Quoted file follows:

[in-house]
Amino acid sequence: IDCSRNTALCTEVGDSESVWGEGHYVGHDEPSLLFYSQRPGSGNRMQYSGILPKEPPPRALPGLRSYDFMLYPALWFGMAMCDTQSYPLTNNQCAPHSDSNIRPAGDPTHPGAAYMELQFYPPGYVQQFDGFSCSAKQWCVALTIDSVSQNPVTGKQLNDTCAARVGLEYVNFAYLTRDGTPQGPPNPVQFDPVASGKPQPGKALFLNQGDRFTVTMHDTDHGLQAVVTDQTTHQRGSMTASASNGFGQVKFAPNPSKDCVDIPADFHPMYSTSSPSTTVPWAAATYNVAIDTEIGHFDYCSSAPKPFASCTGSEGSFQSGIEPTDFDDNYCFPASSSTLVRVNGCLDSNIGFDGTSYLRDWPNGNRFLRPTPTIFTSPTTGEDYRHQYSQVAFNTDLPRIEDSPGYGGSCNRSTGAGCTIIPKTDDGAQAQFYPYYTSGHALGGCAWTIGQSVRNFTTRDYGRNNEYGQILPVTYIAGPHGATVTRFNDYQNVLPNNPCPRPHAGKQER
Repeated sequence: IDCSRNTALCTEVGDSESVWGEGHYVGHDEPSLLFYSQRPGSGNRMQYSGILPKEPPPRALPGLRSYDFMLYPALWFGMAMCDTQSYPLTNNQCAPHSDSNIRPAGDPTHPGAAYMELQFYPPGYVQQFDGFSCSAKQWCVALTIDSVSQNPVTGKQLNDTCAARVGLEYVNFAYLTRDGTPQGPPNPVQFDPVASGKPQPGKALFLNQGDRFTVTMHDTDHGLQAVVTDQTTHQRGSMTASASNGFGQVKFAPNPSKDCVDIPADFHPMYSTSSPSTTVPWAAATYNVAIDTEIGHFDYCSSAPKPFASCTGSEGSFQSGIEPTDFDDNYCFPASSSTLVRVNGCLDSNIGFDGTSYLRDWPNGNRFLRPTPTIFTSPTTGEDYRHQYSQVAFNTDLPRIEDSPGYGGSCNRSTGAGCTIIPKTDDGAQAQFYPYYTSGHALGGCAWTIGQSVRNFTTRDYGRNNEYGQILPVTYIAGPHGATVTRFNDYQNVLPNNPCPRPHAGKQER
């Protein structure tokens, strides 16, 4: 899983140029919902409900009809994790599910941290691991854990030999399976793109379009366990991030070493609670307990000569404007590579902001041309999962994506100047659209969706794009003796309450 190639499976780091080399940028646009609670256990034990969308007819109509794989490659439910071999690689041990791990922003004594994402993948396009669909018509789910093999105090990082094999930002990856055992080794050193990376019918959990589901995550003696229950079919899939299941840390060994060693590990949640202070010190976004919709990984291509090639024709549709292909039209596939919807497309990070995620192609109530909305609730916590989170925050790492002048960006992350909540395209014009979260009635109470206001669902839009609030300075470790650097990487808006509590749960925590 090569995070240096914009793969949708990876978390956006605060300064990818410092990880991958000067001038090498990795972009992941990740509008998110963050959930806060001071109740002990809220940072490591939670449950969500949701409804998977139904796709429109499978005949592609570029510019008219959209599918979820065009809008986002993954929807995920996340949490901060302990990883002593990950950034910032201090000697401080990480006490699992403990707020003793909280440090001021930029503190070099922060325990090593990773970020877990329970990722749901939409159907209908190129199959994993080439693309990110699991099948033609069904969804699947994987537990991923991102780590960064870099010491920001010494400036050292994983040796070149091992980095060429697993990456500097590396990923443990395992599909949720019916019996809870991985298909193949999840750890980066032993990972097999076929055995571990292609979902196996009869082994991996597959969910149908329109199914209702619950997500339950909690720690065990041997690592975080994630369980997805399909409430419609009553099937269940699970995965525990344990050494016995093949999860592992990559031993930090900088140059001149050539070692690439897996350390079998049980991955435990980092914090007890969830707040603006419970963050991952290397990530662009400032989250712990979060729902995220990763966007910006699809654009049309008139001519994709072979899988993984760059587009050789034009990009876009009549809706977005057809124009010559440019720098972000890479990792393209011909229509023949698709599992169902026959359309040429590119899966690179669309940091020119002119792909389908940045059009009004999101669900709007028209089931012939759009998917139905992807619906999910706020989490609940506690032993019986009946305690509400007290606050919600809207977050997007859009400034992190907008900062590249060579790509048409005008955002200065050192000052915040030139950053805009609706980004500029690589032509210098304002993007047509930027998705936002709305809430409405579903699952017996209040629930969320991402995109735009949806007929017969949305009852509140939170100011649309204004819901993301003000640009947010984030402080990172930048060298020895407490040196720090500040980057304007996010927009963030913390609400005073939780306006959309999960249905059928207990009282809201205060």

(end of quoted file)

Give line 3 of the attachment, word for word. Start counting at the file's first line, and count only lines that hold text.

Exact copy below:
Repeated sequence: IDCSRNTALCTEVGDSESVWGEGHYVGHDEPSLLFYSQRPGSGNRMQYSGILPKEPPPRALPGLRSYDFMLYPALWFGMAMCDTQSYPLTNNQCAPHSDSNIRPAGDPTHPGAAYMELQFYPPGYVQQFDGFSCSAKQWCVALTIDSVSQNPVTGKQLNDTCAARVGLEYVNFAYLTRDGTPQGPPNPVQFDPVASGKPQPGKALFLNQGDRFTVTMHDTDHGLQAVVTDQTTHQRGSMTASASNGFGQVKFAPNPSKDCVDIPADFHPMYSTSSPSTTVPWAAATYNVAIDTEIGHFDYCSSAPKPFASCTGSEGSFQSGIEPTDFDDNYCFPASSSTLVRVNGCLDSNIGFDGTSYLRDWPNGNRFLRPTPTIFTSPTTGEDYRHQYSQVAFNTDLPRIEDSPGYGGSCNRSTGAGCTIIPKTDDGAQAQFYPYYTSGHALGGCAWTIGQSVRNFTTRDYGRNNEYGQILPVTYIAGPHGATVTRFNDYQNVLPNNPCPRPHAGKQER